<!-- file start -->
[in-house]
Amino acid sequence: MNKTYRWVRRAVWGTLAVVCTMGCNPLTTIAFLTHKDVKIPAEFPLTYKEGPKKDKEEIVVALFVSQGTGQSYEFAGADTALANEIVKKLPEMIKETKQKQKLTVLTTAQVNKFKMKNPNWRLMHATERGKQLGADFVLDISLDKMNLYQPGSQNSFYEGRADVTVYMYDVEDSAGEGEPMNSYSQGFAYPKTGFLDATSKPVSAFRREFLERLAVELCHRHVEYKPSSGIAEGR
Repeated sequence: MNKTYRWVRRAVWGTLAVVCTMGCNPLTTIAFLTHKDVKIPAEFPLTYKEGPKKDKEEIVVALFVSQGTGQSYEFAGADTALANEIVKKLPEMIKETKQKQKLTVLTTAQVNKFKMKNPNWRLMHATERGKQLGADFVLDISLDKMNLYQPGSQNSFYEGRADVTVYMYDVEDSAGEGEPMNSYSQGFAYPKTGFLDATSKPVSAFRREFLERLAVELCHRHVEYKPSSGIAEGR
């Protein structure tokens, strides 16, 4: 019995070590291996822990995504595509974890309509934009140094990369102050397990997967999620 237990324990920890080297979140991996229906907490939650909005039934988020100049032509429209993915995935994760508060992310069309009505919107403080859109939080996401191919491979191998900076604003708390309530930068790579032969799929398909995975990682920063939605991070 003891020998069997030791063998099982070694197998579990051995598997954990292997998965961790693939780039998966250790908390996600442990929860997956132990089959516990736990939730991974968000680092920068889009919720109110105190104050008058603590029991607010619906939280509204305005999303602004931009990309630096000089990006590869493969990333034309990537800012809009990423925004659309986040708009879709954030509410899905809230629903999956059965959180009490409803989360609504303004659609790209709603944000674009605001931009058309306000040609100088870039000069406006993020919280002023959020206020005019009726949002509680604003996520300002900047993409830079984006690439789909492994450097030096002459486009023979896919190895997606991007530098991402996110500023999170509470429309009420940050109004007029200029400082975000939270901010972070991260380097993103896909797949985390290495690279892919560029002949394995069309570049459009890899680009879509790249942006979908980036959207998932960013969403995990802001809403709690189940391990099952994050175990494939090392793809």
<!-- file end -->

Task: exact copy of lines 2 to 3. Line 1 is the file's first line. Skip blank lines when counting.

Amino acid sequence: MNKTYRWVRRAVWGTLAVVCTMGCNPLTTIAFLTHKDVKIPAEFPLTYKEGPKKDKEEIVVALFVSQGTGQSYEFAGADTALANEIVKKLPEMIKETKQKQKLTVLTTAQVNKFKMKNPNWRLMHATERGKQLGADFVLDISLDKMNLYQPGSQNSFYEGRADVTVYMYDVEDSAGEGEPMNSYSQGFAYPKTGFLDATSKPVSAFRREFLERLAVELCHRHVEYKPSSGIAEGR
Repeated sequence: MNKTYRWVRRAVWGTLAVVCTMGCNPLTTIAFLTHKDVKIPAEFPLTYKEGPKKDKEEIVVALFVSQGTGQSYEFAGADTALANEIVKKLPEMIKETKQKQKLTVLTTAQVNKFKMKNPNWRLMHATERGKQLGADFVLDISLDKMNLYQPGSQNSFYEGRADVTVYMYDVEDSAGEGEPMNSYSQGFAYPKTGFLDATSKPVSAFRREFLERLAVELCHRHVEYKPSSGIAEGR